During the 19th century many writers began to publish works with sentimental plots. Generally the sentimental plot is written to make the reader feel an excess of unnecessary emotions, by overemphasizing every work. In every sentimental plot there will always be the typical sentimental hereon that fits the stereotype of a young orphan, unmarried women with moral obstacles. In this plot there are only two types of women the ones that are considered good and the ones that are bad.
In the sentimental plot the good will get rewarded by marrying a decent man and the bad will always die. Even though this plot was very popular among writers many women were not happy with how the women were being portrayed among men writers so they decided to go against this plot. With women writers some would tend to go against the sentimental romance plot and instead write about actual situations that were happening around them. One example of this would be in Kate Chopin’s story “The Storm” it featured a married women falling into the seductions of a old flame.
Do you remember in Assumption, Calixta? He asked in a low voice broken by passion. Oh! She remembered; for in Assumption he had kissed her and kissed and kissed her; until his senses would well nigh fail, and to save her he would resort to a desperate flight. If she was not an immaculate dove in those days, she was still inviolate; a passionate creature whose very defenselessness had made her defense, against which his honor forbade him to prevail. ” Pg. 59 Author Kate Chopin was unable to publish her works because of the featured adultery with no follow up punishment, in order for her to successfully publish she would have to follow the sentimental romance plot and kill Calixta in the end to prove that the decisions she made were wrong and had consequences.
Mary E. Wilkins in “The Revolt of Mother” is another example that goes against the grain of the sentimental plot it deals with a mother that confronts her husband and goes against his say so which in the 19th century was something that was frowned upon. Now father, said she you needn’t be scared. I ain’t crazy. There ain’t nothing to be upset over. But we’ve come here to live, an’ we’re goin’ to live here. We’ve got jest as good as right here as new horses mind I wa’nt fit for us to live in any longer, an I made up my mind I wa’n’t going’ to stay there. I’ve done my duty by you for forty year, an’ I’m goin’ to do it now; but I’m going to live here. ”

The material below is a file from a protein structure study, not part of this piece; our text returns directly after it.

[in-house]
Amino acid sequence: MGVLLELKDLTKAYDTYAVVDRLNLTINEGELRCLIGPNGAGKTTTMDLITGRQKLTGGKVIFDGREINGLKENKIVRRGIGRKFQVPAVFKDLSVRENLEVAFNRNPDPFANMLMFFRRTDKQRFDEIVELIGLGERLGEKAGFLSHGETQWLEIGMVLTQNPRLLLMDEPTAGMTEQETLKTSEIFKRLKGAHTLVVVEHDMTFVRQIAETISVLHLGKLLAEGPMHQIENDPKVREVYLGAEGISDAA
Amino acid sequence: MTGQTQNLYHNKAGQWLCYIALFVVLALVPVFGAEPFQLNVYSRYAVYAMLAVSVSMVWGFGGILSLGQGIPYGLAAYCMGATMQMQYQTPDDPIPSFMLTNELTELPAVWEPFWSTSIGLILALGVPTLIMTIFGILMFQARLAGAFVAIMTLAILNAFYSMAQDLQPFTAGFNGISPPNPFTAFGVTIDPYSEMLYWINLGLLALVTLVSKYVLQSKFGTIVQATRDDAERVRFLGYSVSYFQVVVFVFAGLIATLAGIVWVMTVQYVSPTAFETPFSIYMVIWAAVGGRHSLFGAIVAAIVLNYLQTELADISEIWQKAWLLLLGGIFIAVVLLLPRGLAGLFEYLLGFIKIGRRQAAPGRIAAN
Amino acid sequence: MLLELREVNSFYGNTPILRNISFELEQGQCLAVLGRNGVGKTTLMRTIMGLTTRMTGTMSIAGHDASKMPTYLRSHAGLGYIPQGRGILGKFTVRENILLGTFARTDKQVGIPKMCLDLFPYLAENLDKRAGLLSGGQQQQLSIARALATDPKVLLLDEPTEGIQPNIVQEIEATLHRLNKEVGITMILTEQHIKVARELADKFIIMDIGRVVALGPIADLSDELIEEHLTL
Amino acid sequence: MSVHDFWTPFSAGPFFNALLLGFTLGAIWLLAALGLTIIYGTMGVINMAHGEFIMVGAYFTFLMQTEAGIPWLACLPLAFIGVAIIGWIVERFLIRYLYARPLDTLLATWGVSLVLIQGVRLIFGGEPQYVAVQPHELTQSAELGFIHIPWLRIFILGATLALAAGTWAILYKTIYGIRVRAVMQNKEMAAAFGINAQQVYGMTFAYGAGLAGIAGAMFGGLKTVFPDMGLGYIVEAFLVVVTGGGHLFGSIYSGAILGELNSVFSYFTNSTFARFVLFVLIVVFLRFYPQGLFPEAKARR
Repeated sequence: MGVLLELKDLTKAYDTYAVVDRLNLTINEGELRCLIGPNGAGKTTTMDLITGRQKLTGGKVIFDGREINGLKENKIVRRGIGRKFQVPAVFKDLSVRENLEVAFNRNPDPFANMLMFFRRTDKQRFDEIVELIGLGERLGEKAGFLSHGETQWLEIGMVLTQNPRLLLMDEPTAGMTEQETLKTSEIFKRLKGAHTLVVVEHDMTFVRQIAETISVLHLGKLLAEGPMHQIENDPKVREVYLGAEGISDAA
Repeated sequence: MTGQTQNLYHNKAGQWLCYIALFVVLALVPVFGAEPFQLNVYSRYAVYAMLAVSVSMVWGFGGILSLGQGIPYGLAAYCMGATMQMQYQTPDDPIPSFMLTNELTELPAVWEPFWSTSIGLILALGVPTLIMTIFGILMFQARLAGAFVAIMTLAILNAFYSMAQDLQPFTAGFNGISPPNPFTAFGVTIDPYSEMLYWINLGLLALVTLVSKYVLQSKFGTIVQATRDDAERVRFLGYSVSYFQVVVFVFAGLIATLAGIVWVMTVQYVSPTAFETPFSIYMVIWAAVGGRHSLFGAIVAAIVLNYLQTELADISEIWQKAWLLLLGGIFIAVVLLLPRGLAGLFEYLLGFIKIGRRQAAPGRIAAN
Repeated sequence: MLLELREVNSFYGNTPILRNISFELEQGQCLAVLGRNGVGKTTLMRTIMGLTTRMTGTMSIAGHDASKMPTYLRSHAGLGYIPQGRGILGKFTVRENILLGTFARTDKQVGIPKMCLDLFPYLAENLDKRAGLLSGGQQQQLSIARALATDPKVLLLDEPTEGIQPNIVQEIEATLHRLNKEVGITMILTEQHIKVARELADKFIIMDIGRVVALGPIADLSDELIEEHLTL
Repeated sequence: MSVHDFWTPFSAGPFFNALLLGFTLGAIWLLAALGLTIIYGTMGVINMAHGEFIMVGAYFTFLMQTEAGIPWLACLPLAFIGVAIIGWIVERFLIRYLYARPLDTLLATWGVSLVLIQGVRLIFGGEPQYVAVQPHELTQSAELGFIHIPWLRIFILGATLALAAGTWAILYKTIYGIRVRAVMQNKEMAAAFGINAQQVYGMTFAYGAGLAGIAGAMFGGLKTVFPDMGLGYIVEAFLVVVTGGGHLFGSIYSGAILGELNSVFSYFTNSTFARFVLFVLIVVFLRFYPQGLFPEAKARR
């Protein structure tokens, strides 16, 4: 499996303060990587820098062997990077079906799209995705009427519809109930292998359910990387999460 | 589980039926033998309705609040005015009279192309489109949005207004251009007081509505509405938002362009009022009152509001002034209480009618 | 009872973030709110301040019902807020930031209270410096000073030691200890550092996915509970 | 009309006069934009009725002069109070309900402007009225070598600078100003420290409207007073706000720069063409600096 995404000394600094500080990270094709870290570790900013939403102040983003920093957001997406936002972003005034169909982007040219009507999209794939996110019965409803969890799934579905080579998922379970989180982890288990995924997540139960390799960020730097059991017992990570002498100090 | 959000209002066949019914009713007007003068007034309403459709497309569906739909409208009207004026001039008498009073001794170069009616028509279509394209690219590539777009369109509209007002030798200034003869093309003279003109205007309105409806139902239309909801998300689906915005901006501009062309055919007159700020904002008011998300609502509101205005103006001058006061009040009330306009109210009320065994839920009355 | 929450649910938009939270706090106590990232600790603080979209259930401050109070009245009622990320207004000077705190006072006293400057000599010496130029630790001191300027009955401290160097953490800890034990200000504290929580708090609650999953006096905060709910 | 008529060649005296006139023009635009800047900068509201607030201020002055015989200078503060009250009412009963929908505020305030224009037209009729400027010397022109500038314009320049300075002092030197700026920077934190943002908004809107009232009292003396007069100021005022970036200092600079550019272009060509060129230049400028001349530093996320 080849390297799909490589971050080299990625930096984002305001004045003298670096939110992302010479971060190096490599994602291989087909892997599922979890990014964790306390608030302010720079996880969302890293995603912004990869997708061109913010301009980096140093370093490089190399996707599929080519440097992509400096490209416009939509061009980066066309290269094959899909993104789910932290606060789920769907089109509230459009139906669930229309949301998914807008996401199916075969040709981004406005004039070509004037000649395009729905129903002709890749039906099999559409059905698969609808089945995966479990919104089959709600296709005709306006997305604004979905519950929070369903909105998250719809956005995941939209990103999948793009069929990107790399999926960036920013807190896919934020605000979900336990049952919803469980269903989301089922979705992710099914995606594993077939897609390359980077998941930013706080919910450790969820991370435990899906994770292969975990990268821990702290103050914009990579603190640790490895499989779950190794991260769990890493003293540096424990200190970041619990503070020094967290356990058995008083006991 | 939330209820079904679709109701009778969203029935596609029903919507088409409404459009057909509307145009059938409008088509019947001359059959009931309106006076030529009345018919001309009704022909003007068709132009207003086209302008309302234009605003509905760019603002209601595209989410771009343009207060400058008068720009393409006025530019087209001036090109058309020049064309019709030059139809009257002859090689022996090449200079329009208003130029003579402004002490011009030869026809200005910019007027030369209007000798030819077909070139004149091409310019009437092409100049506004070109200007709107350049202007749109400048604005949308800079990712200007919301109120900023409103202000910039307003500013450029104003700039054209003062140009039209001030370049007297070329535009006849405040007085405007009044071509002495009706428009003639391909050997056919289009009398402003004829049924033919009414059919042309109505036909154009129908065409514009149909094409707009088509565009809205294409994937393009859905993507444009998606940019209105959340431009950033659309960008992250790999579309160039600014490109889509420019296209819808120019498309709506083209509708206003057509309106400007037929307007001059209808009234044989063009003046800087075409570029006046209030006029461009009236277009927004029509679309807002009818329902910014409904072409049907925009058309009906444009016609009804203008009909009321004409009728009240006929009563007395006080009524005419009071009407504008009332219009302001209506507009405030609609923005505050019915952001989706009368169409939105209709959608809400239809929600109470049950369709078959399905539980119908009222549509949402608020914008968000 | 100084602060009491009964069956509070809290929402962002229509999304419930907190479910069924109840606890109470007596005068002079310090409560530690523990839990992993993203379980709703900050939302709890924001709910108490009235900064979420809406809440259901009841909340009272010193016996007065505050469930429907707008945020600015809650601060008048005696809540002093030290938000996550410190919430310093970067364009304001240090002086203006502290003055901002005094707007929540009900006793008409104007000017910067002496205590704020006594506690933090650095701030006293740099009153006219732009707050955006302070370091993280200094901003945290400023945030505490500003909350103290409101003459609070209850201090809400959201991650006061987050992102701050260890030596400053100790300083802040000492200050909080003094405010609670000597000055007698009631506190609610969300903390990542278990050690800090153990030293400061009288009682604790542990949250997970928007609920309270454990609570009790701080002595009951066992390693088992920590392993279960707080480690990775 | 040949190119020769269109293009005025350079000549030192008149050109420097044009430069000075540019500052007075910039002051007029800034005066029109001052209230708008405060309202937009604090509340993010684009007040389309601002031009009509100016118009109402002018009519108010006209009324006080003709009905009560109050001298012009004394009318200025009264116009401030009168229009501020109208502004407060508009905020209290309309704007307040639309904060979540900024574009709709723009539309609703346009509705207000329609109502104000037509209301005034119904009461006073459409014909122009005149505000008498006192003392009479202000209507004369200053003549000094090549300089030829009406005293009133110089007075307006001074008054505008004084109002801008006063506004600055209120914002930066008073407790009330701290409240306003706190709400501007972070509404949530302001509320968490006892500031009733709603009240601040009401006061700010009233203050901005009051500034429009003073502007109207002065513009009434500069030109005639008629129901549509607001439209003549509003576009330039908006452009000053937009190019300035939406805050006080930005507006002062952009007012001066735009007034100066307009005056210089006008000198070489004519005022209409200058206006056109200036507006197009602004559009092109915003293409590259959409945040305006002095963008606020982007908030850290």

Pg. 672 After this story was published many people thought that it was based on a true story but Mary E. Wilkins explained that no New England women would ever dare confront her husband it was all just a fantasy. Another example of the reversed sentimental plot would be in Charlotte Perkins Gilman story “The Yellow Wall-paper” It is based on a women who is said to be having nervous breakdowns and is being taken care of by her husband a physician she later comes to relies that she will no longer be trapped or hide her emotions. “I’ve got out at last. Said I, in spite of you and Jane! And I’ve pulled off most off the paper, so you can’t put me back! ” pg 803.
What all of these story’s have in common is that they tried to convey across the situations that the women were in and all of them one way or another expressed how the women felt trapped by the men. When it came to men writers they would always include a sentimental hereon in their stories. Henry James published “Daisy Miller” in 1978 and it dealt with a young unmarried woman somewhat considered an orphan because her parents were never around, who was seen in society as an outcast cause of the way she would conduct herself around men.
Miss Daisy Miller was a flirt – a pretty American flirt. He had never, as yet, had any relations with young ladies of this category. He had known, her in Europe” pg. 427 since Daisy Miller was portrayed as an uneducated flirt Henry James followed the sentimental plot by giving Daisy a terrible case of the fever and later died. Later after the story was published Henry James stated that he believed that Daisy was innocent and that he did not kill her to state a point, it just so happened that she caught fever.
So in some sort of way this story can sometimes be said that it was not your typical sentimental plot. Another male writer that followed the sentimental hereon was William Dean Howells “Editha” this was about a young unmarried woman who practically forces her boyfriend to enter the war in order to show off in front of others. “I shall always love you, and therefore I shall never marry any one else. But the man I marry must love his country first of all, and be able to say to me, I could not love thee, dear, so much, loved I not honor more.
In these two story’s It seems to me as if the men writers are trying to put women down by making them seem selfish and not following the norm of obeying the men’s commands or ways of lifestyle that they want them to follow. In all of these stories we can see that there is a big difference in how men and women respond to the sentimental romance plot. The women write about there own personal experiences and the things that they see happen around them and the men write about what they want the people to read for example the good will get a great husband and get married and the bad will get punished and die.
Courtney from Study Moose
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